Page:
Should I Start a CSA Farm?: An Educational Video Series for Current & Aspiring CSA Farmers

Project Overview

Project Type: Farmer/Rancher
Funds awarded in 2019: $26,185.00
Projected End Date: 08/28/2021
Grant Recipient: Raleigh's Hillside Farm
Region: North Central
State: Wisconsin
Project Coordinator:
Lauren Rudersdorf
Raleigh's Hillside Farm


  • Vegetables: CSA


  • Education and Training: decision support system, farmer to farmer, mentoring
  • Farm Business Management: business planning, community-supported agriculture, financial management, market study, marketing management, whole farm planning
  • Sustainable Communities: leadership development, quality of life


    Community Supported Agriculture (CSA) farmers around the country have observed declining rates of enrollment. Not only are retention rates generally low, CSA participation overall seems to be declining. Founded in the 1980’s, CSA grew slowly until 2010 when the rapid expansion and overuse of the CSA business model (often without true understanding of the concept) led to the current degradation of the movement.

    This project aims to reduce the problem of individual farm failure within the CSA model in order to strengthen CSA more broadly. Through a 12-part video series, beginning and aspiring farmers will be asked to evaluate whether or not CSA is an appropriate business model for them to pursue. Upon viewing this video series, some farmers will move forward with CSA having gained the knowledge to be successful. With increased knowledge of expectations inherent in CSA, these farmers will be more likely to retain members, complete their season and be financially viable in the long-term. Other farmers who view the series will determine the model is not an appropriate fit and position themselves to market their products through different avenues. Both outcomes will maintain, expand and enhance CSA markets in the long-term.

    Since being released in July of 2021, this project has been tremendously well-received across the CSA space. Many CSA experts in our region have shared that it fits a necessary gap in education currently available to farmers. The CSA model continues to increase in popularity among farmers and many are hoping to learn more about what this model entails and if it would be a good fit for their business. Since release (a little over a month ago), 62 people have watched the first video that introduces the series and most other videos have received 30-50 views to date with new views every single day!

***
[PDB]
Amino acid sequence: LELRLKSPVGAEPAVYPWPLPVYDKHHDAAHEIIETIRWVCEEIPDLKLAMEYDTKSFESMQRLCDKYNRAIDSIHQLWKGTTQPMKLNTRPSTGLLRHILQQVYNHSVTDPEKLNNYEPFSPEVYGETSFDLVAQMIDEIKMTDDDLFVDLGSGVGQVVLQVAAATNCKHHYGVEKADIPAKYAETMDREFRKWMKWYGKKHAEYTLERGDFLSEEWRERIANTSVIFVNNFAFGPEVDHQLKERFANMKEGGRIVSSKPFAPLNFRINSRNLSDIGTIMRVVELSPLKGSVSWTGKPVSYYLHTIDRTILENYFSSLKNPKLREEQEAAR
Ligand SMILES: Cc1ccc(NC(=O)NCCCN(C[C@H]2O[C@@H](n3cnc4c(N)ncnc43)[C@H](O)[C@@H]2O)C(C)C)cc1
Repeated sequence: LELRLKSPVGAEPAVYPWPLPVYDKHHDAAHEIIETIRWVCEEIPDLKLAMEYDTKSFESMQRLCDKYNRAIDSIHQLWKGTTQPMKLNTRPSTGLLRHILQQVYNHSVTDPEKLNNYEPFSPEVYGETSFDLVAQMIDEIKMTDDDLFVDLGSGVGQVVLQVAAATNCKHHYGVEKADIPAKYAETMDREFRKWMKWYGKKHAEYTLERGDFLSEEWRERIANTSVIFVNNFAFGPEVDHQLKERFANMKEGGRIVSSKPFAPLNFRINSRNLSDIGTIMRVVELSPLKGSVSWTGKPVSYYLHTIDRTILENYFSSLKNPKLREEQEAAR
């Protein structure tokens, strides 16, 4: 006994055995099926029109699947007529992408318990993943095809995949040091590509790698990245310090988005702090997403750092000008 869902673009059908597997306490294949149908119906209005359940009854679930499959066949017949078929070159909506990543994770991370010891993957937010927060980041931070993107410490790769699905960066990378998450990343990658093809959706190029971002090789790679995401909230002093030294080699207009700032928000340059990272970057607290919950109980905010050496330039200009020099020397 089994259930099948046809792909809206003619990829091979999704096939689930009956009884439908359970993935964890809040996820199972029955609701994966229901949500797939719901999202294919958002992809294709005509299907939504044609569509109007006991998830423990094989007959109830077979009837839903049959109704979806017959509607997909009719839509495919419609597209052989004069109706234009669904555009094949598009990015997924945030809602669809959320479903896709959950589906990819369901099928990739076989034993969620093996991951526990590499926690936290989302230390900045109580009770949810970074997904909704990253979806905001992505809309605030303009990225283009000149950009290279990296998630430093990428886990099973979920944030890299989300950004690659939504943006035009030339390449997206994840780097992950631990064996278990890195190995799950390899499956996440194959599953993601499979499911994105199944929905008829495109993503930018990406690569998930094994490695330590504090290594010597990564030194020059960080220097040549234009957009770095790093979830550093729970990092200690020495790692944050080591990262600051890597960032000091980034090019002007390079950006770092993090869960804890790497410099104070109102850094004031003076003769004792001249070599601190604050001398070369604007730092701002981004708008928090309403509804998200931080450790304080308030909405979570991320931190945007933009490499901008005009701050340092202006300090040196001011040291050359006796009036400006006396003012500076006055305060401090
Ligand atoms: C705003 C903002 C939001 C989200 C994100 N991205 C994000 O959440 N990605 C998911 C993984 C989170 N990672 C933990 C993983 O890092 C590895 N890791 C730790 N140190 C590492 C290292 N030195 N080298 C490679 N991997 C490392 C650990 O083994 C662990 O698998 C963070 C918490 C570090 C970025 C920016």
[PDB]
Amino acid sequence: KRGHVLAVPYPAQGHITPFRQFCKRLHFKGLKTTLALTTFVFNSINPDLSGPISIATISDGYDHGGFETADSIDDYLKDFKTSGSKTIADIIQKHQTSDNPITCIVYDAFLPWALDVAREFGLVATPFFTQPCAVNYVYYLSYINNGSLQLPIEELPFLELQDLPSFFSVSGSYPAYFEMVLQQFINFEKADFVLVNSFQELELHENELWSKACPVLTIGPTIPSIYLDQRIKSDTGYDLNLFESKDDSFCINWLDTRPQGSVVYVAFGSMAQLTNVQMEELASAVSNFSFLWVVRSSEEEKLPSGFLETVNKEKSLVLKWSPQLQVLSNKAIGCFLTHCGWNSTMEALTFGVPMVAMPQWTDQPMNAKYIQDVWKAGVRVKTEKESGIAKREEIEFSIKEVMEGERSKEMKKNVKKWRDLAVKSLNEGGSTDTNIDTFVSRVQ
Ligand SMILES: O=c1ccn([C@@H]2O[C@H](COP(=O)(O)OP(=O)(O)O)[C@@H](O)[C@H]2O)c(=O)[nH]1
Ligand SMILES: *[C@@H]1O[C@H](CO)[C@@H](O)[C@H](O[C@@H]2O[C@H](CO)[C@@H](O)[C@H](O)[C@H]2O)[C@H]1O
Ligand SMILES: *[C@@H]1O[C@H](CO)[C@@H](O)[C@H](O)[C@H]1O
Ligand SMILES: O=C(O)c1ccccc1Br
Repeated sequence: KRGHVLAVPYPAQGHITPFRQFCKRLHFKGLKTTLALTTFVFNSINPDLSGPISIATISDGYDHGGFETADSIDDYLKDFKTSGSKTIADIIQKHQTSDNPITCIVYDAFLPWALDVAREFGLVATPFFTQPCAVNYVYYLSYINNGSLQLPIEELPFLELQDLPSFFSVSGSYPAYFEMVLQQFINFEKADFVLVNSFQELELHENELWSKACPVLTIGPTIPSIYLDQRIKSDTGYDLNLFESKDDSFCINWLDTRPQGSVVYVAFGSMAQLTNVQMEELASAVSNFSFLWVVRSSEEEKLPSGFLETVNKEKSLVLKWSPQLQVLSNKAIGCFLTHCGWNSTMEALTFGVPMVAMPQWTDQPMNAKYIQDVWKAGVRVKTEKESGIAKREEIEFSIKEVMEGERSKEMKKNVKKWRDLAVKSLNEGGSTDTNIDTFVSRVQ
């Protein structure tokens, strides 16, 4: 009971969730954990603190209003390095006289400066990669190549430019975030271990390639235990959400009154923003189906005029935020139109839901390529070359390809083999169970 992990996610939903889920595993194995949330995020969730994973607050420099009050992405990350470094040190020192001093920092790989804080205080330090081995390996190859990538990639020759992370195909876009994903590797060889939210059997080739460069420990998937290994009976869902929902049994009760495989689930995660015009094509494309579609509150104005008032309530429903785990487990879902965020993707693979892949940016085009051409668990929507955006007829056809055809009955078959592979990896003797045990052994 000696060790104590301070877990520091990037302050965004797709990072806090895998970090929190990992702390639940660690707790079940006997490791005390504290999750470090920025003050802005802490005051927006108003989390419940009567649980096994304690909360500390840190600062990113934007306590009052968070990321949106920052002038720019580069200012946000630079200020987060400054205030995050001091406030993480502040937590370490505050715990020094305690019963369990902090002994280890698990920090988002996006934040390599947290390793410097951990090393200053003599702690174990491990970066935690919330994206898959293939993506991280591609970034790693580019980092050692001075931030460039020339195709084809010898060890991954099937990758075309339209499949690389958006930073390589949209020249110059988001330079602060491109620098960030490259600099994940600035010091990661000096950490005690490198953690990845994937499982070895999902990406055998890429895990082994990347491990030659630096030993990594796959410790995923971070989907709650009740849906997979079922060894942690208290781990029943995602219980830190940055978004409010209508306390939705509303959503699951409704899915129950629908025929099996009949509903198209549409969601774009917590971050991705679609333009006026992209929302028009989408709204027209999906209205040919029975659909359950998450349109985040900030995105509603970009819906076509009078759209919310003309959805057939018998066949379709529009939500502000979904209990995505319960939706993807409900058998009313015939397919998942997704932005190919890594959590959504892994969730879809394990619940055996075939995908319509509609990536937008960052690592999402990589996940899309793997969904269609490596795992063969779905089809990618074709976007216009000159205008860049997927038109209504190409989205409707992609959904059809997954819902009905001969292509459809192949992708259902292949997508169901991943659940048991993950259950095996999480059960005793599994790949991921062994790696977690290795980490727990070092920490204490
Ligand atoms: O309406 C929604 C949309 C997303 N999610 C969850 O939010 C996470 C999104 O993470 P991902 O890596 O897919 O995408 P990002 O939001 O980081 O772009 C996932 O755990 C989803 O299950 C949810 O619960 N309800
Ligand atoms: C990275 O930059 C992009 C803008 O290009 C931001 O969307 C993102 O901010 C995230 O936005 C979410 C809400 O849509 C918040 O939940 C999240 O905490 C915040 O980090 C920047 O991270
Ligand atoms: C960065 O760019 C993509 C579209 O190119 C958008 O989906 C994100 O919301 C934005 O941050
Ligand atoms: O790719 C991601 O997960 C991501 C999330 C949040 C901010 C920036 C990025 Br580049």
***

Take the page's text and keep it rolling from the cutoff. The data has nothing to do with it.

One farmer who viewed the whole series shared, "I watched the whole series and found it very informative. The videos were beautifully produced, and loaded with useful information." Another farmer with moderate experience with CSA shared that our series "did an excellent job of covering the pitfalls"-- a major goal of the project. This same farmer shared that she planned to use the information learned in this video in the next 6 months. Specifically, she will outsource some of the financial work of her business to a financial professional. All in all, feedback has been favorable and we are thrilled to have created a free resource like this for farmers. We cannot wait to see the viewership grow over the next several months and read the feedback other farmers have for us as we dream up new projects.


    Project objectives:

    1. Work with CSA farmers around the Midwest to refine 10 questions aspiring or beginner CSA farmers should ask themselves before getting started.
    2. Develop a curriculum, script and materials for twelve videos with a small group of farmers surrounding these 10 questions.
    3. Collaborate with filmmaker to create twelve 10-minute videos to be uploaded onto YouTube for free access to farmers nationally.
    4. Disseminate and promote videos through social media, relevant networks and listservs for viewership by at least 100 farmers.
    5. Collect survey results from video viewers to measure knowledge gained as well as benefits and impacts to long-term farming success.


    Any opinions, findings, conclusions, or recommendations expressed in this publication are those of the author(s) and do not necessarily reflect the view of the U.S. Department of Agriculture or SARE.